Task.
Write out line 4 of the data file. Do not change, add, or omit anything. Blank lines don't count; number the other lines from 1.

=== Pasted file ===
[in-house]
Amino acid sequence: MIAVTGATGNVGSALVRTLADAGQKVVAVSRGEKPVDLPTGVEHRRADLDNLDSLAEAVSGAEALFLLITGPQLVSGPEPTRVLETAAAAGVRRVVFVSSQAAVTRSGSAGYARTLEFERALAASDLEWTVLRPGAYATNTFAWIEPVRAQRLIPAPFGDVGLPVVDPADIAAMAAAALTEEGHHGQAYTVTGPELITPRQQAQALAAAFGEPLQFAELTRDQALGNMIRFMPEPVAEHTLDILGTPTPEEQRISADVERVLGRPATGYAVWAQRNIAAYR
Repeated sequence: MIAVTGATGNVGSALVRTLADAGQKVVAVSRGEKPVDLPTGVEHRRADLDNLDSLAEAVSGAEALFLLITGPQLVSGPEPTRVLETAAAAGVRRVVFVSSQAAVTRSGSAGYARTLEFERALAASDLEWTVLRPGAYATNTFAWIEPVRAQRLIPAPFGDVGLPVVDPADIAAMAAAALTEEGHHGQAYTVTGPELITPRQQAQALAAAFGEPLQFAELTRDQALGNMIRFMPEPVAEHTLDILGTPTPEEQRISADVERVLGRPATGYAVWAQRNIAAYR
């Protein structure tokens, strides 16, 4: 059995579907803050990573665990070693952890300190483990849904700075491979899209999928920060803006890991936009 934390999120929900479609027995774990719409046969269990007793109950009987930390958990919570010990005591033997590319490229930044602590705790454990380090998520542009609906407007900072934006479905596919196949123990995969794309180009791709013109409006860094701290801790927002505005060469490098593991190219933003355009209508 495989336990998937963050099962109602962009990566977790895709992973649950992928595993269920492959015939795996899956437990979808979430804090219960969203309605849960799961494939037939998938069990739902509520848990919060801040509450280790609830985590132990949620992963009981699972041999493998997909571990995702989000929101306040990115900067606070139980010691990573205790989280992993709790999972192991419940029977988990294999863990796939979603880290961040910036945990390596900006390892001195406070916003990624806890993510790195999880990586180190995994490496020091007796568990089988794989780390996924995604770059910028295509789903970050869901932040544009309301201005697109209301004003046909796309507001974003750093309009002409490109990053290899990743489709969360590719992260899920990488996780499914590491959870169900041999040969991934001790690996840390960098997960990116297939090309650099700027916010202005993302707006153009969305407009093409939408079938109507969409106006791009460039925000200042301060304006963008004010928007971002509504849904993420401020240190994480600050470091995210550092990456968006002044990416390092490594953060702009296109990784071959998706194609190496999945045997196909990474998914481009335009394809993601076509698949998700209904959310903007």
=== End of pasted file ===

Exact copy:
């Protein structure tokens, strides 16, 4: 059995579907803050990573665990070693952890300190483990849904700075491979899209999928920060803006890991936009 934390999120929900479609027995774990719409046969269990007793109950009987930390958990919570010990005591033997590319490229930044602590705790454990380090998520542009609906407007900072934006479905596919196949123990995969794309180009791709013109409006860094701290801790927002505005060469490098593991190219933003355009209508 495989336990998937963050099962109602962009990566977790895709992973649950992928595993269920492959015939795996899956437990979808979430804090219960969203309605849960799961494939037939998938069990739902509520848990919060801040509450280790609830985590132990949620992963009981699972041999493998997909571990995702989000929101306040990115900067606070139980010691990573205790989280992993709790999972192991419940029977988990294999863990796939979603880290961040910036945990390596900006390892001195406070916003990624806890993510790195999880990586180190995994490496020091007796568990089988794989780390996924995604770059910028295509789903970050869901932040544009309301201005697109209301004003046909796309507001974003750093309009002409490109990053290899990743489709969360590719992260899920990488996780499914590491959870169900041999040969991934001790690996840390960098997960990116297939090309650099700027916010202005993302707006153009969305407009093409939408079938109507969409106006791009460039925000200042301060304006963008004010928007971002509504849904993420401020240190994480600050470091995210550092990456968006002044990416390092490594953060702009296109990784071959998706194609190496999945045997196909990474998914481009335009394809993601076509698949998700209904959310903007």